Category Archives: Lost Episodes


Lost Episode for October 16

Abigail AdamsOn October 16, 1774, as tensions with Great Britain increased, Abigail wrote to her husband, John Adams, from their home in Braintree:

“I dare not express to you at 300 hundred miles distance how ardently I long for your return… [A]nd whether the end will be tragical Heaven alone knows. You cannot be, I know, nor do I wish to see you an inactive Spectator, but if the Sword be drawn I bid adieu to all domestick felicity, and look forward to that Country [Heb. 11:16] where there is neither wars nor rumors of War [Matt. 24:6] in a firm belief that thro the mercy of its King we shall both rejoice there together…

“Your most affectionate, Abigail Adams”*

The Bible-based faith of Abigail Adams, one that transcends this life, is yet another lost episode in American history.

Read and Reflect: Read Hebrews 11:14-16 and reflect on our status as simply pilgrims looking forward to a Heavenly Country where we will find ultimate peace and rest.

Prayer: Heavenly Father, we look forward to that day when our faith becomes sight and we are in your presence. With Abigail Adams, we look forward to that “better country” and we thank you for the promise of it, in Jesus’ Name, Amen.

*Source Citation: Lyman Henry Butterfield, Marc Friedlaender, Mary-Jo Kline, eds., The Book of Abigail and John: Selected Letters of the Adams family, 1762-1784 (Cambridge, MA: Harvard University Press, 1975), 79-80.


Lost Episode for October 15

General Washington CroppedOn Sunday, October 15, 1786, George Washington entered in his diary:

“Sunday 15th. Mercury 65 at Morn–76 at Noon and 74 at Night. Clear, warm, & pleasant all day.

Accompanied by Majr. Washington his wife, Mr. Lear & the two Childn. Nelly & Washington Custis went to Pohick Church & returned to Dinner. Fell in with on the Road, Colo. Jno. Mercer, his Lady & child coming here and their nurse.”*

Nelly Parke Custis, Washington’s adopted daughter, elaborated on his long-standing participation in the Pohick Church:

“Truro Parish is the one in which Mount Vernon, Pohick Church [where George Washington served as a vestryman], and Woodlawn are situated. Fairfax Parish is now Alexandria. Before the Federal District was ceded to Congress, Alexandria was in Fairfax County. General Washington had a pew in Pohick Church, and one in Christ Church at Alexandria. He was very instrumental in establishing Pohick Church, and I believe subscribed [contributed to] largely. His pew was near the pulpit. I have a perfect recollection of being there, before his election to the presidency, with him and my grandmother. It was a beautiful church…”*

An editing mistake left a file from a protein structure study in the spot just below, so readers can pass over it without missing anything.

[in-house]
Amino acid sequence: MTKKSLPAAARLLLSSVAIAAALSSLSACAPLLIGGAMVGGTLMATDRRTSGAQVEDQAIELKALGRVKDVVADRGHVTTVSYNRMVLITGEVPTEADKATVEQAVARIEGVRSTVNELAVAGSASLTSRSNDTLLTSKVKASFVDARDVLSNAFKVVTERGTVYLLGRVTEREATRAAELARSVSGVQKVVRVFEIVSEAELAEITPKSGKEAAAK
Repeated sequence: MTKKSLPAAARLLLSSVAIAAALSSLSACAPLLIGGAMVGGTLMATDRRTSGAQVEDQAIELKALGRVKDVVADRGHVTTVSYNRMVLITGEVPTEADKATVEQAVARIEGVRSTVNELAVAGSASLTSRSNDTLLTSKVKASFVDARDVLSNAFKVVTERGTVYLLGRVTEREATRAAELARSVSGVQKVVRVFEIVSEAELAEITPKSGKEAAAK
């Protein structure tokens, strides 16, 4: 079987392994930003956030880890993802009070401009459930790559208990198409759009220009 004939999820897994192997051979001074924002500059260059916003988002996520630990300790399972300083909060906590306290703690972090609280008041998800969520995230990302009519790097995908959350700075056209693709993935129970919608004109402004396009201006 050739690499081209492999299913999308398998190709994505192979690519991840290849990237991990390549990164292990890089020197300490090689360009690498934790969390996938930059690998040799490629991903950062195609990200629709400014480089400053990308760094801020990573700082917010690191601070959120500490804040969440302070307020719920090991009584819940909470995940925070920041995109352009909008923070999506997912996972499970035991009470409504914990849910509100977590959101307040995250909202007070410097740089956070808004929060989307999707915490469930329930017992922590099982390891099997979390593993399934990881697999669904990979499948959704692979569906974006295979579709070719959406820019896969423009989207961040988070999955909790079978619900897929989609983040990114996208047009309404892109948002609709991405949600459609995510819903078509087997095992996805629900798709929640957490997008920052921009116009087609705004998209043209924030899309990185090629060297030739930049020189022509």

As a normal and routine part of life, George Washington and his family rode to church on Sundays and he was involved as a founder and leader of that congregation. That is another lost episode in American history.

Read and Reflect: Read Psalm 84:1-12 and reflect on the Psalmist’s desire to be in God’s house and compare that with the example of George Washington.

Prayer: Father, give us a passion to be in your presence. Teach us that truly one day in your house is better than a thousand elsewhere, in Jesus’ Name, Amen.

*Source Citation: Donald Jackson and Dorothy Twohig, eds., The Diaries of George Washington, 6 vols., (Charlottesville: University Press of Virginia, 1979), 5:51-52; Jared Sparks, ed., The Writings of George Washington, 12 vols., (Boston: Ferdinand Andrews, Publisher, 1838), 12:399-411. Bracketed items added.


Lost Episode for October 14

Sam Adams CroppedOn October 14, 1795, Founding Father Samuel Adams, as Governor of the State of Massachusetts, issued the following Proclamation for a “Day of Public Thanksgiving and Praise:”

“…I have thought fit, according to the ancient and laudable practice of our renowned ancestors, to appoint a day of public thanksgiving to God, for the great benefits which he has been pleased to bestow upon us, in the year past…calling upon the ministers of the Gospel of all denominations, with their respective congregations to assemble on that day to offer to God, their unfeigned gratitude, for his great goodness to the people of the United States in general, and of this commonwealth in particular…

“And I do recommend that together with our thanksgiving, humble prayer may be offered… That God would be pleased to Guide and Direct the administration of the Federal Government, and those of the several states, in union, so that the whole people may continue to be safe and happy in the constitutional enjoyment of their Rights, Liberties and Privileges, and our governments be greatly respected at Home and Abroad…